DON’T interrupt, stare, drool or ask for an autograph. (Senior partner is walking Jay-Z and Beyonce around: step in only if partner signals you.)
One of the innovative methods that legal education reformers have advocated using is peer review. Patricia Grande Montana has posted an article entitled Peer Review Across the Curriculum.
Abstract: "This paper examines the Carnegie and Best Practices Reports’ recommendation that law schools devote more attention to helping students develop the professional skills they will need in practice and proposes peer review as an attractive option.
Peer review, the process in which law students critique each other’s written work, is a powerful tool to teach students the knowledge, skills, and values essential to becoming a competent and professional lawyer. Through peer review, students improve their legal writing and analysis, enhance their editing skills, learn to cooperate with others, manage and evaluate constructive criticism, and develop a deeper appreciation of audience, among other things. For professors, it is an opportunity to assess their students’ performance and provide additional, useful feedback on their understanding of the legal doctrine and competence in legal analysis and writing.
As writing and professional skills instruction throughout the law school curriculum, not just in writing and skills courses, becomes more prevalent, law professors will need to find new and innovative ways to help their students achieve practical proficiency in the skills needed for legal practice. This paper explores peer review as one effective way."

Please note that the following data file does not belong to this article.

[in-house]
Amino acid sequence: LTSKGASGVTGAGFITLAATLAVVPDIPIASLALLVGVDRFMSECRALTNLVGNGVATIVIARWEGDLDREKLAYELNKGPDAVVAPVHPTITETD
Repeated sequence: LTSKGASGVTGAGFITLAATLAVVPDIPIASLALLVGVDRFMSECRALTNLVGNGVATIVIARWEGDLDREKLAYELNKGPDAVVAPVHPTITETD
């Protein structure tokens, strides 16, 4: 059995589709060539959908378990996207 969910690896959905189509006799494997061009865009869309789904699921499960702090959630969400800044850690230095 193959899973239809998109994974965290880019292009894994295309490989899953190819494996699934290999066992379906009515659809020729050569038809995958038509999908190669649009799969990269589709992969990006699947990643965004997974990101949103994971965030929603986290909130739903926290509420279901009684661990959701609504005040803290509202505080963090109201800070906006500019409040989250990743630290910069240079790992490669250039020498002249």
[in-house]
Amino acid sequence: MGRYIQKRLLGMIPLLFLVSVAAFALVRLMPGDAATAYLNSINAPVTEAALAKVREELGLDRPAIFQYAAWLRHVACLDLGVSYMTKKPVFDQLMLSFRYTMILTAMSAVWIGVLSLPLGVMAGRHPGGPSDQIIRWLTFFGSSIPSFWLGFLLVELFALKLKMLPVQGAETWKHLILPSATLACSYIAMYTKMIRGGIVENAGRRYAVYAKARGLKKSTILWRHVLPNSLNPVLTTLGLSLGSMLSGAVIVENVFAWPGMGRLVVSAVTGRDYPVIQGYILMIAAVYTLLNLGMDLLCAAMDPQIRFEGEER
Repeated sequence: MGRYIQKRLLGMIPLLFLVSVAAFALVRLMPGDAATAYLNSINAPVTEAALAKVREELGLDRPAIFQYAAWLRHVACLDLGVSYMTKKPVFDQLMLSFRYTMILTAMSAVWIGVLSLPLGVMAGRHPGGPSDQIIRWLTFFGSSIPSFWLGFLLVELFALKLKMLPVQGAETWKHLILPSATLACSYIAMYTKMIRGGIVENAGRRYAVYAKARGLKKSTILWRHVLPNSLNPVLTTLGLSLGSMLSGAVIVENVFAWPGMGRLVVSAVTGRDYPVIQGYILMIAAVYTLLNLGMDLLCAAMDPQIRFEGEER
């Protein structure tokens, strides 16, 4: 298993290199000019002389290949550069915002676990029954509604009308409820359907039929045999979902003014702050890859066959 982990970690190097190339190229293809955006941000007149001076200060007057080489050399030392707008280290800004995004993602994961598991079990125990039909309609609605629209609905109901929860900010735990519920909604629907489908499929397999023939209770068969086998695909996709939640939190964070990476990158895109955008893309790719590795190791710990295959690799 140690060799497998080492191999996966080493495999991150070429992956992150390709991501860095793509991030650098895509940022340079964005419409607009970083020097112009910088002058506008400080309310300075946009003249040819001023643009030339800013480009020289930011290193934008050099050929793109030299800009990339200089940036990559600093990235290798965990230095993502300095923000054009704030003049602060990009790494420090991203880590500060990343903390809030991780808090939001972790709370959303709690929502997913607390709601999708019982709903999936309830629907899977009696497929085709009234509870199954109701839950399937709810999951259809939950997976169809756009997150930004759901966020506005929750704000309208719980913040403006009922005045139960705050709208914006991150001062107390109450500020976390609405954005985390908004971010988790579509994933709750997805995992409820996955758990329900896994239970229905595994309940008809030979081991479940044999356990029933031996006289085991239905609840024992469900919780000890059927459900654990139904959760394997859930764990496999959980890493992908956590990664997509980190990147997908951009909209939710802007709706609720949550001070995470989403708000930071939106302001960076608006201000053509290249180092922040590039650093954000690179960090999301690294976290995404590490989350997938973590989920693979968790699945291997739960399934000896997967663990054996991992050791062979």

I think that peer review is an effective technique because it helps students develop their critical skills. It is easier to see the problems in another's paper than one's own.
Wednesday, April 17, 2013
Following up on previous posts in which readers of Above the Law in New York, Boston and Chicago rated the quality of their practical legal education, the popular blog has now published survey results for southern law schools. Schools were rated by students on a scale of 1 to 4 with 4 being the best. Without further ado, here's the list:
Practical and Clinical Training:
1. University of Tennessee (3.57)
2. University of Florida (3.46)
3. Wake Forest (3.33)
4. Duke (3.30)
5. Emory (3.32)
6. University of Virginia (3.23)
7. University of Richmond (3.18)
8. George Mason (3.15)
8. Tulane (3.15)
10. Vanderbilt (3.07)
11. University of Georgia (3.00)
11. University of Miami (3.00)
13. University of North Carolina (2.93)
14. University of Alabama (2.89)
15. University of South Carolina (2.20)
Click here to see how students rated their schools on the quality of faculty, financial aid advising, career counseling, and social life.
Over at the Best Practices for Legal Education blog (April 5), Professor Benjamin Madison offers his thought on a recent over-billing scandal. He also offers an exercise that should encourage law students to be thoughtful when they bill:
In my civil procedure and pretrial practice classes, I have students break into groups to work on projects—e.g., a plan for discovery in a simulated case, or jointly preparing a pleading, a motion, or some other document in the simulated case. When I have the groups do these projects, I now plan to assign them an hourly rate (say, $200 per hour) and tell the student “lawyers” that they must—independent of one another—keep track of the time they spend on the matter. I’ll explain that billable hours are often broken down into increments, such as most commonly a tenth of an hour (or six minutes). I will then have them multiply the time they record by their hourly rate. If the student spends fifteen minutes on the project, I’ll ask whether they will round up to three-tenths of an hour (i.e., 18 minutes) even though they did not spend that much time working for the client. If the student decides that’s fair, then she or he would bill $60.